The most important thing you need to keep in mind is the designing of Entity Model, and this is different from traditional application because here you pay for every call to DB in terms of processing and transaction cost also. Try to minimize as much you can

  • >Hi teja - at this point EF doesn't retry the connection. However, the engineering team is

    >aware of the issue and will be publishing guidance on this in the next few weeks and we'll

    >make sure to make it available here

    It's now 10/19/2010, almost two months after your comment above.  I looked around the blog but could not find any guidance on this, except for the white paper on SQL Azure data connections, which is very general.  Did I miss something?

    We are using Entity Framework (Model first) on SQL Azure and we see this problem daily.  I could go over each context/sql call we make and wrap it in a try...catch, but ideally I'd like the Entity Framework to do it.  

    I blogged about this problem and how I solved it for another ORM (.netTiers) here: blog.ehuna.org/.../how_to_stop_getting_exceptions.html - I'm looking for something similar in EF (can I inherit the context and do the retry in that class?)

  • Hhhmmm, I wouldn't expect a response.  MS knows about this issue and knows EF4 is unusable with SQL Azure right now but won't comment further... it's a shame.  There's really no reason to not answer... and in the meantime, all of us who have invested in EF and SQL Azure and left out in the cold...

  • Mike, Ehuna: Microsoft is completely behind SQL Azure and Entity Framework and this issue will be resolved.  We are scrambling to get you good guidance and to address the issue.  Management in the marketing team and product team on both the SQL Azure team and Entity Framework know about the issue and your comments.  Thanks for your patience and feedback.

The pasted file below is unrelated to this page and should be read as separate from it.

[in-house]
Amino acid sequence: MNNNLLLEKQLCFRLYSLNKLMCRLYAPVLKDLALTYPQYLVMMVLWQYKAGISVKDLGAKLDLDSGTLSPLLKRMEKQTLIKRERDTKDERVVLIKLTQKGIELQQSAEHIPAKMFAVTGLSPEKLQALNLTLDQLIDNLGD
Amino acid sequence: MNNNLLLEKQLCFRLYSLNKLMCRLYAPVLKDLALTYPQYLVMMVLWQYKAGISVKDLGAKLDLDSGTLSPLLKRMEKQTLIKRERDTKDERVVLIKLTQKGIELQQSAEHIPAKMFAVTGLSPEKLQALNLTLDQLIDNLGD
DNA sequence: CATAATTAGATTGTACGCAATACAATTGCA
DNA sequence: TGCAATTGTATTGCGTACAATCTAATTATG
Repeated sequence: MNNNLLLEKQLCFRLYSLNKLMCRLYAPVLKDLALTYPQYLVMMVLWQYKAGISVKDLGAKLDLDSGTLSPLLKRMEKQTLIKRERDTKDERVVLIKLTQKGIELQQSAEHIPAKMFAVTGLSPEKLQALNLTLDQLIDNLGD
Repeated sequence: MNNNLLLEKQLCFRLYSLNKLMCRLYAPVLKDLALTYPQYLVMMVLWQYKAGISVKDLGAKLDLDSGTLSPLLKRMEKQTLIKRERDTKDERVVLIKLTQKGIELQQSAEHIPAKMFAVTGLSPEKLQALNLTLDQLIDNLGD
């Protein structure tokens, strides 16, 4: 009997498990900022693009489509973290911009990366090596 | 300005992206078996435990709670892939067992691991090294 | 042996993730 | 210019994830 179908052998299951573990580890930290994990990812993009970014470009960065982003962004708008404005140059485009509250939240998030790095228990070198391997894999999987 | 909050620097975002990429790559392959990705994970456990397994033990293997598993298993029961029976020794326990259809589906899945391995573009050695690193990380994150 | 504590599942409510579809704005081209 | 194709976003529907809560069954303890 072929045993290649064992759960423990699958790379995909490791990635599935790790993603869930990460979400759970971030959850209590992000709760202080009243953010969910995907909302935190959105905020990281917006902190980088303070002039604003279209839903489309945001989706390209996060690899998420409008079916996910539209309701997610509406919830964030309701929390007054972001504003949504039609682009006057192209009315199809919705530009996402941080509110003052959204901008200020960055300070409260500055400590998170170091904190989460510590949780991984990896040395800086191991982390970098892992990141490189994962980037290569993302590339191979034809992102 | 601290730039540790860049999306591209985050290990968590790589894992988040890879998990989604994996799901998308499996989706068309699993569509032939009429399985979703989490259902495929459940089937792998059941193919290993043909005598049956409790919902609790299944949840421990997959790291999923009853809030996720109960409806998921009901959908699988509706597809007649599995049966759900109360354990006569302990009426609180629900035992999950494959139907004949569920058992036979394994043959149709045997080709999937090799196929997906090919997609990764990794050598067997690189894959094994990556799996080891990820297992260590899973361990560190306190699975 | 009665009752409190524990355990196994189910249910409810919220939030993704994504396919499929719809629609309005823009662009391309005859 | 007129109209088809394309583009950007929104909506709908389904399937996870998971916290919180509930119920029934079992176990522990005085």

• Wayne, thanks for commenting... so when do you expect guidance on this?  We've got a high volume solution out based on EF4 and SQL Azure and we love it to bits... but, the customers are experiencing this problem regularly.  What should we do in the meantime?  We've overridden SaveChanges and implemented a basic retry logic based off the SQLConnection but it's not perfect and some are calling for a switch to NHibernate.

  • Mike, this is Steve Yi from the product management team.  Send me mail at: steveyi at microsoft dot com. I'll do my best to connect you with the engineering or support teams.

  • Does anyone know the status on this issue?

  • I would also be interested in knowing...

  • I would like to know how seamless EM4 is with SQL Azure and this Retry issue, is anything been fixed by MS and where could I get that link?

  • Hey Microsoft, we are waiting! Give us guidance here, rather than asking for individual email contacts, please. We all wanna know it!

  • Great post, Steve, but what about partitioning? What is a recommended way to maintain it on SQL Azure and Entity Framework? Should it be handled manually, or Microsoft have plans to provide developers with some out of the box solution?

  • Hi Steve

    any news with connection retries and the entity framework? Thanks,